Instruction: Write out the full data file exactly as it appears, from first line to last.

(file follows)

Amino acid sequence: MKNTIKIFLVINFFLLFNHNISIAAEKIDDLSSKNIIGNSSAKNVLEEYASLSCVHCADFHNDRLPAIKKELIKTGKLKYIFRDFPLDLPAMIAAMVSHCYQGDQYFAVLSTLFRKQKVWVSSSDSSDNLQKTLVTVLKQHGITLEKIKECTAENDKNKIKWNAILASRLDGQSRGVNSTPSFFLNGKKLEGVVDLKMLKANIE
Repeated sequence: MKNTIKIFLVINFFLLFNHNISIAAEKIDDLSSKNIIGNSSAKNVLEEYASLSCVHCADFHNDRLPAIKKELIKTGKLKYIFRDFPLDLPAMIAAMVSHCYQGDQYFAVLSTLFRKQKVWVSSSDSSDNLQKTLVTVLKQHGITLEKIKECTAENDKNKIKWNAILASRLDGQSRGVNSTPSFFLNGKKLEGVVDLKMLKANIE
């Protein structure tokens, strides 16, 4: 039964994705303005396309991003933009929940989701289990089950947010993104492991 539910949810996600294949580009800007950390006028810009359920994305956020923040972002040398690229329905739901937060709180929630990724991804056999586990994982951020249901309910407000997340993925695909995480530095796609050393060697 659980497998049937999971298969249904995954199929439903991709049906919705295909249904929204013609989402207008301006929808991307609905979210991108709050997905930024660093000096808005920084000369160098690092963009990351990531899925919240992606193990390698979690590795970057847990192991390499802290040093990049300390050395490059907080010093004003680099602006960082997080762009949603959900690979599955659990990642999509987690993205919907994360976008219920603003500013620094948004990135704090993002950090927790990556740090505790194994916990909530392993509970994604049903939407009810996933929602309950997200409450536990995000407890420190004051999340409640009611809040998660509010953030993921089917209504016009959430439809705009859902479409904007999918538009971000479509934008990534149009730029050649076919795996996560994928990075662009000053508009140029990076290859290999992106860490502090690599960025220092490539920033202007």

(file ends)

Amino acid sequence: MKNTIKIFLVINFFLLFNHNISIAAEKIDDLSSKNIIGNSSAKNVLEEYASLSCVHCADFHNDRLPAIKKELIKTGKLKYIFRDFPLDLPAMIAAMVSHCYQGDQYFAVLSTLFRKQKVWVSSSDSSDNLQKTLVTVLKQHGITLEKIKECTAENDKNKIKWNAILASRLDGQSRGVNSTPSFFLNGKKLEGVVDLKMLKANIE
Repeated sequence: MKNTIKIFLVINFFLLFNHNISIAAEKIDDLSSKNIIGNSSAKNVLEEYASLSCVHCADFHNDRLPAIKKELIKTGKLKYIFRDFPLDLPAMIAAMVSHCYQGDQYFAVLSTLFRKQKVWVSSSDSSDNLQKTLVTVLKQHGITLEKIKECTAENDKNKIKWNAILASRLDGQSRGVNSTPSFFLNGKKLEGVVDLKMLKANIE
């Protein structure tokens, strides 16, 4: 039964994705303005396309991003933009929940989701289990089950947010993104492991 539910949810996600294949580009800007950390006028810009359920994305956020923040972002040398690229329905739901937060709180929630990724991804056999586990994982951020249901309910407000997340993925695909995480530095796609050393060697 659980497998049937999971298969249904995954199929439903991709049906919705295909249904929204013609989402207008301006929808991307609905979210991108709050997905930024660093000096808005920084000369160098690092963009990351990531899925919240992606193990390698979690590795970057847990192991390499802290040093990049300390050395490059907080010093004003680099602006960082997080762009949603959900690979599955659990990642999509987690993205919907994360976008219920603003500013620094948004990135704090993002950090927790990556740090505790194994916990909530392993509970994604049903939407009810996933929602309950997200409450536990995000407890420190004051999340409640009611809040998660509010953030993921089917209504016009959430439809705009859902479409904007999918538009971000479509934008990534149009730029050649076919795996996560994928990075662009000053508009140029990076290859290999992106860490502090690599960025220092490539920033202007």